July 12 2002

One Law, Many Language

California Courts Enlist Ethnic Media to Help Recruit Interpreters; Thousands Needed to Ensure Equal Justice

San Francisco-The Judicial Council of California today announced the launch of a new phase of its ongoing campaign to recruit qualified interpreters through the state’s increasingly influential multilingual ethnic media.

California courts, where more than 8 million cases are filed annually, have a legal mandate to retain specially trained interpreters for witnesses, victims, and defendants who understand little or no English. Court interpreters interpret during both court and noncourt proceedings. In criminal proceedings, the cost of interpreter services is borne by the state.

As the policymaking body of the California courts, the Judicial Council is responsible for ensuring the consistent, independent, impartial, and accessible administration of justice. This includes responsibility to certify and register court interpreters and to develop a comprehensive program to ensure an available and competent pool of qualified interpreters. The Administrative Office of the Courts carries out the council’s official actions.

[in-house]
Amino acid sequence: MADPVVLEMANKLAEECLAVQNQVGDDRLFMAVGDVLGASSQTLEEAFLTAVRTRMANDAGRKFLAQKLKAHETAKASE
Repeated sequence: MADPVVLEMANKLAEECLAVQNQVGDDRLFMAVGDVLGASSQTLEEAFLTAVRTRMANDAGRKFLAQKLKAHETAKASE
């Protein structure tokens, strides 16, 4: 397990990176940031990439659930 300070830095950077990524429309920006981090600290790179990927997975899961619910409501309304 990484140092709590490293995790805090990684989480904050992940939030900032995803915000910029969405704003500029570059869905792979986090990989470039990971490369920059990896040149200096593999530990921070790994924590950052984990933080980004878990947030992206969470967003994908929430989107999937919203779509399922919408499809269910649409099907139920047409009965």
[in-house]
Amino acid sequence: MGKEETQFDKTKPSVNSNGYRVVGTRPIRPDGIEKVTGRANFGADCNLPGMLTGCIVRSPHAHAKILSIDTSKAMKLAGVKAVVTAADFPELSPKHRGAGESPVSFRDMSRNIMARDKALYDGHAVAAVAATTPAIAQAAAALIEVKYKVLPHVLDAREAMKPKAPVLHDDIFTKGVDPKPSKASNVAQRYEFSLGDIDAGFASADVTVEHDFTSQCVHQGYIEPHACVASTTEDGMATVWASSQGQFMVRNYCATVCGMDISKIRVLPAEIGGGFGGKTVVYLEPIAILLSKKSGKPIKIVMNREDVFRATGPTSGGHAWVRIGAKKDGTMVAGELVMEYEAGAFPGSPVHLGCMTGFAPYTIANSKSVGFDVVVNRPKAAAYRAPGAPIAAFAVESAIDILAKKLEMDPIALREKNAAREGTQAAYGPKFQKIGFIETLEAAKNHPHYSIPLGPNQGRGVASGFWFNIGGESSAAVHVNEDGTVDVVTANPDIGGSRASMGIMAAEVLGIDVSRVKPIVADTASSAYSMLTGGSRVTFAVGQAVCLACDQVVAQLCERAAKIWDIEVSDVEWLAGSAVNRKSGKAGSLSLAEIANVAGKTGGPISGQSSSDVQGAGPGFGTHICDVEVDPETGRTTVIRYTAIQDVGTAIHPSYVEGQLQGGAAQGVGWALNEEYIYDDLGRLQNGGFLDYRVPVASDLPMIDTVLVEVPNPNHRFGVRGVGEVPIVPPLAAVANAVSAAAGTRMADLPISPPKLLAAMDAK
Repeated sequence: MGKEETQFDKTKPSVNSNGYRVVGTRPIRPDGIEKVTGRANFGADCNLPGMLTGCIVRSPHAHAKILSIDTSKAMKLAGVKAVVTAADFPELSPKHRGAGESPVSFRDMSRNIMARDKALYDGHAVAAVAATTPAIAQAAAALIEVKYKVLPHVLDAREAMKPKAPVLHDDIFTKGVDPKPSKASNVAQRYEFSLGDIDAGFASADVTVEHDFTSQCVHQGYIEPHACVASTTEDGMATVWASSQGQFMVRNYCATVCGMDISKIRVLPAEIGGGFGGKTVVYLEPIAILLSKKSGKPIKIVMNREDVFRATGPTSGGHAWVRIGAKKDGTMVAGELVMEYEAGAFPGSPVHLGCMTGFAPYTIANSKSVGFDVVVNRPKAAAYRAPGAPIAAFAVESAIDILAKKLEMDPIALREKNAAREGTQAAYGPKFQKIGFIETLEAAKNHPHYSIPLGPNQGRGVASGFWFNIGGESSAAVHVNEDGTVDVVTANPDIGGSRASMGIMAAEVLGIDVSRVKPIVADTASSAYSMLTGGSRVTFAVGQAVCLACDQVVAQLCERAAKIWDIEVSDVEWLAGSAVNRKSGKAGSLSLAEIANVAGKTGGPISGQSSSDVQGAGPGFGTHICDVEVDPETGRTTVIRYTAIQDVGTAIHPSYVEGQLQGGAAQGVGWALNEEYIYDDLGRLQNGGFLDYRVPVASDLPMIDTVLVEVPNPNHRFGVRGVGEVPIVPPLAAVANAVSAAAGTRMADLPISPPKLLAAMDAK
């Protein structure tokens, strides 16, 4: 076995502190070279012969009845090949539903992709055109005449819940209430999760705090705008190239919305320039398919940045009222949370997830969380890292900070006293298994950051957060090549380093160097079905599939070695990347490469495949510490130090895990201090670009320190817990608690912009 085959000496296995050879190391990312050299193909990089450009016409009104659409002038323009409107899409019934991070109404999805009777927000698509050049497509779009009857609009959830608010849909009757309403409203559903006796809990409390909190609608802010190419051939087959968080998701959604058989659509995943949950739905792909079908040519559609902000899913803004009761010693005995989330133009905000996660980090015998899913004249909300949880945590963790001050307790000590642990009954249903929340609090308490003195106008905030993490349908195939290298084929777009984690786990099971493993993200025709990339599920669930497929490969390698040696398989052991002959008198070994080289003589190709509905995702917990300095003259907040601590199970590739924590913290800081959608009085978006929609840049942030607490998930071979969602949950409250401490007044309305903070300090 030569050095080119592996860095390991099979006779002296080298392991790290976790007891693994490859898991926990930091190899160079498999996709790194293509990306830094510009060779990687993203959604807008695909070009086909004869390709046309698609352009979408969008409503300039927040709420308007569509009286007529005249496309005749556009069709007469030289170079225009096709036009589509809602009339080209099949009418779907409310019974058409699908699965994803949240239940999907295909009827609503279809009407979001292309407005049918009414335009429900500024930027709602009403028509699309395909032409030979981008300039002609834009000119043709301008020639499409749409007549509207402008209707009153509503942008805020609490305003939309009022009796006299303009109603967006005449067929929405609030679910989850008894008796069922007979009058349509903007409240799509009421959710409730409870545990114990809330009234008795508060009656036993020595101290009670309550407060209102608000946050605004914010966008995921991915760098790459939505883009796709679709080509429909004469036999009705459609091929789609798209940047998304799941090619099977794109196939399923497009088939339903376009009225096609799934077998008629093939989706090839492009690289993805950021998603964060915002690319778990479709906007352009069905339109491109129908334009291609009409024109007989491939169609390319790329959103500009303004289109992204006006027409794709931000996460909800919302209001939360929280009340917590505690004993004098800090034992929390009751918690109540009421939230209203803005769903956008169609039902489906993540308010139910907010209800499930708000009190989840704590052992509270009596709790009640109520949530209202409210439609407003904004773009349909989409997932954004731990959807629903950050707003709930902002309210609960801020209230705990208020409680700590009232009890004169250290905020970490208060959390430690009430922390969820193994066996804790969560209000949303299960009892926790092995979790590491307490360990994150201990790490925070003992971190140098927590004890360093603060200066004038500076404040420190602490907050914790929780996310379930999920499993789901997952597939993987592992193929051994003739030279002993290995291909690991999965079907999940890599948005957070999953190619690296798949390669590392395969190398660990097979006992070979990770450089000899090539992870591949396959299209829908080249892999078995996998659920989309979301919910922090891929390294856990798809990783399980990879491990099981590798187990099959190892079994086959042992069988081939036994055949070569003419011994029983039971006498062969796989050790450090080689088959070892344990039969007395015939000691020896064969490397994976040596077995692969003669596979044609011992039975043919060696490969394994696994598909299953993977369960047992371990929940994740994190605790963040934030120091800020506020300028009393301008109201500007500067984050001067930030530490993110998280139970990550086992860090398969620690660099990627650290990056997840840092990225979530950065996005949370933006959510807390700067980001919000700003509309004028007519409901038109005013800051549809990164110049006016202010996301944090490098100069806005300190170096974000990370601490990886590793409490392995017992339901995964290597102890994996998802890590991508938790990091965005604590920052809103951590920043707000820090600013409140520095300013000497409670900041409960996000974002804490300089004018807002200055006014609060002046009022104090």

“More than 224 languages are spoken in California and some 32 percent of the state’s residents speak a language other than English,” said Associate Justice Eileen C. Moore of the Court of Appeal, Fourth Appellate District, who chairs the Judicial Council’s Court Interpreters Advisory Panel. “To ensure equal justice in California courts for this growing demographic group, we need to recruit thousands of court interpreters fluent in one of these many languages, including sign language interpreting.”

Today California has less than 1,500 certified and registered court interpreters to handle the needs of hundreds of thousands of witnesses, victims and defendants who appear state courts. For the first time, AOC is partnering with 13 ethnic media organizations to use both advertisements and editorial messages to reach the audiences most impacted by this shortage of interpreters.

Currently, court interpreters can be certified in 14 languages designated by the Judicial Council: Arabic, Armenian, Cambodian, Cantonese, Japanese, Korean, Mandarin, Portuguese, Punjabi, Russian, Spanish, Tagalog, Vietnamese, and American Sign Language. Interpreters also can be registered in other “nondesignated” languages. There are now registered interpreters in 62 other languages.

“We’re seeking highly qualified professionals who are fluent not only in one of these languages but in the specialized language of the courts,” explains Justice Moore. “California’s ethnic media are staffed by people who understand the vital role interpreters play in the administration of justice and who themselves use the same multilingual skills to perform their jobs.”

For more information about becoming a court interpreter, visit the California Courts Web site at www.courtinfo.ca.gov/programs/courtinterpreters/ or call toll free 866-310-0689.

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